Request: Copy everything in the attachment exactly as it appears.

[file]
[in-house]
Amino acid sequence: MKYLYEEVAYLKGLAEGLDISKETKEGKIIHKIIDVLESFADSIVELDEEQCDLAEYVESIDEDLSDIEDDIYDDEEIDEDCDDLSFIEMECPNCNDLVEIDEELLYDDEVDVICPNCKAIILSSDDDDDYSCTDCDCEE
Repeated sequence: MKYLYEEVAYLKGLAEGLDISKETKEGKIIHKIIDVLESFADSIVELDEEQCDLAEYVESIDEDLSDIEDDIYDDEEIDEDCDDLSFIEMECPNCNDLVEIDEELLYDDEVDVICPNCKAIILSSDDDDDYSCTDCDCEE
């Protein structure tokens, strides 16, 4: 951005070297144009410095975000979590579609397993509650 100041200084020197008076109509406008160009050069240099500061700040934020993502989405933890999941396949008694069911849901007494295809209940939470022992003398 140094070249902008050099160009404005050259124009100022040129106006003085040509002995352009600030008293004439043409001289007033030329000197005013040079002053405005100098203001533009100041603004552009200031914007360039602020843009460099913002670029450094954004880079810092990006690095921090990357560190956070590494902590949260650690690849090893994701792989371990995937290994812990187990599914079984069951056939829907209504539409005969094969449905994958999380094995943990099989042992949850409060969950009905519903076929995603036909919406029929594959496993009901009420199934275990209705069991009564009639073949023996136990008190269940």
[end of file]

[in-house]
Amino acid sequence: MKYLYEEVAYLKGLAEGLDISKETKEGKIIHKIIDVLESFADSIVELDEEQCDLAEYVESIDEDLSDIEDDIYDDEEIDEDCDDLSFIEMECPNCNDLVEIDEELLYDDEVDVICPNCKAIILSSDDDDDYSCTDCDCEE
Repeated sequence: MKYLYEEVAYLKGLAEGLDISKETKEGKIIHKIIDVLESFADSIVELDEEQCDLAEYVESIDEDLSDIEDDIYDDEEIDEDCDDLSFIEMECPNCNDLVEIDEELLYDDEVDVICPNCKAIILSSDDDDDYSCTDCDCEE
């Protein structure tokens, strides 16, 4: 951005070297144009410095975000979590579609397993509650 100041200084020197008076109509406008160009050069240099500061700040934020993502989405933890999941396949008694069911849901007494295809209940939470022992003398 140094070249902008050099160009404005050259124009100022040129106006003085040509002995352009600030008293004439043409001289007033030329000197005013040079002053405005100098203001533009100041603004552009200031914007360039602020843009460099913002670029450094954004880079810092990006690095921090990357560190956070590494902590949260650690690849090893994701792989371990995937290994812990187990599914079984069951056939829907209504539409005969094969449905994958999380094995943990099989042992949850409060969950009905519903076929995603036909919406029929594959496993009901009420199934275990209705069991009564009639073949023996136990008190269940």